Well, after we watched those couple clips from the movie we walked outside into the cool evening air.  We started out in the new cemetery shelter and I shared what I had read about in our history here regarding old funeral traditions and our cemetery.  As we moved out into the cemetery and walked among the stones in the increasing darkness, I told some stories I had collected about the cemetery and when we were nearly done and walking toward the gate, I heard one of the young girls say to her friend, “I hate cemeteries.  They give me the creeps.” She continued.  “Cemeteries and nursing homes.”

Please don’t think less of me when I say my first inclination was to turn around and slap her – because I didn’t.  Instead, I prayed that God could help her see in time, and I’m certain God will, that the sacred that is present everywhere – in every season of life and even in death.  I prayed that someday, when someone she loves is in the nursing home, that she will be faithful to visit and begin to see and understand that it is a place full of beautiful people with lifetimes of stories we are blessed if we get to hear.  And that even if they aren’t able to tell those stories anymore, that they are still the saints of God in that place, with worth and beauty and dignity. I hope she’ll begin to realize that what she hates is not nursing homes but the fear they stir up within her of her own mortality – that yes, someday, all of us – if we get the blessing of living a long time, someday all of us will need help.  Someday all of us will have hands that may tremble a little too much to take our own medications.  Someday, all of us will have minds that may not quite be able to remember the way home or be able to go for a simple walk alone.  And yes, that is not fun information to think about, but there it is.  And we don’t do ourselves or the world any good if we spend our lives doing things like casually dismissing an entire group of people and saying things like “oh, I just don’t like nursing homes.” And that if we are held in God’s hands, then there is nothing to fear – that somehow God will help all of us through the last seasons of our lives just as God helped us through the first ones and the middle ones.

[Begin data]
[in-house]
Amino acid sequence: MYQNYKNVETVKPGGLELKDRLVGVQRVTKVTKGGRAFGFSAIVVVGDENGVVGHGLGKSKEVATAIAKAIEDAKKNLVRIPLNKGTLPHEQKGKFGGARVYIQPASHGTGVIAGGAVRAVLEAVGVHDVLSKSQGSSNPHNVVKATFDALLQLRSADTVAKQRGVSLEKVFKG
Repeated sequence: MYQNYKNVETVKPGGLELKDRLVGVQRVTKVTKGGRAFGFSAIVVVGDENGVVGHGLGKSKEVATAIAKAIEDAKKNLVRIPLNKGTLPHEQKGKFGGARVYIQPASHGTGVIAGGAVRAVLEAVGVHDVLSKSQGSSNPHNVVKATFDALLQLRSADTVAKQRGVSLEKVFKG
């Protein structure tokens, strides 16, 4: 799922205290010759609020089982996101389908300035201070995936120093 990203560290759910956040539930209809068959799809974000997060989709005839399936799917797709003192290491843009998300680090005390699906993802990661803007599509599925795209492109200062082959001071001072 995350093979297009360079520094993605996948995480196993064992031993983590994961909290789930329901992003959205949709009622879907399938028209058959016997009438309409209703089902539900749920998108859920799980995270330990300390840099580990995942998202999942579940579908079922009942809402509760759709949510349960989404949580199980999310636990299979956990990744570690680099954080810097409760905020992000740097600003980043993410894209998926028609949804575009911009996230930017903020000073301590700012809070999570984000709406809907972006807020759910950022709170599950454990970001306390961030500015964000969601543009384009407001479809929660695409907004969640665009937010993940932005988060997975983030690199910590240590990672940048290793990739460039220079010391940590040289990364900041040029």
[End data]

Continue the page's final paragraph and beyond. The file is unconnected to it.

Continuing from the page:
And I hope that someday, when someone she loves dies, she’ll go to the funeral and then she’ll walk along with the casket, with her heart frozen inside her, out to the cemetery for the burial.  And she’ll feel the awful emptiness that comes with knowing her loved one will be sleeping in that ground that night and that’s all there is to it.  And it will feel like the period at the end of a sentence – final.  But then I pray she’ll listen to the words of scripture that the preacher reads. Words about a home prepared for all of us in God’s house – and that even through her grief – as the breeze floats over the cemetery she hear God’s whisper that this isn’t the end of the story.  That the one she loves dearly who is being buried that day is not simply being shut up in a tomb and that the ground upon which she is walking is not just a pile of bones and tears – but that it is a holy place where we linger over a promise.  It is a place full of stories of a thousand saints who lived, and yes, died, but even then God had a plan for them.  A plan we can only just glimpse – but one they have now seen face to face – and that if you really listen in that place, you’ll hear a song not of death but of hope – a hope in which we can rest, and rejoice.  I pray she’ll realize in that moment, that what she hates is not cemeteries, but her fear of the unknown. And that in time she’ll remember that she, and all of us, are held in God’s hands, and there is nothing to fear.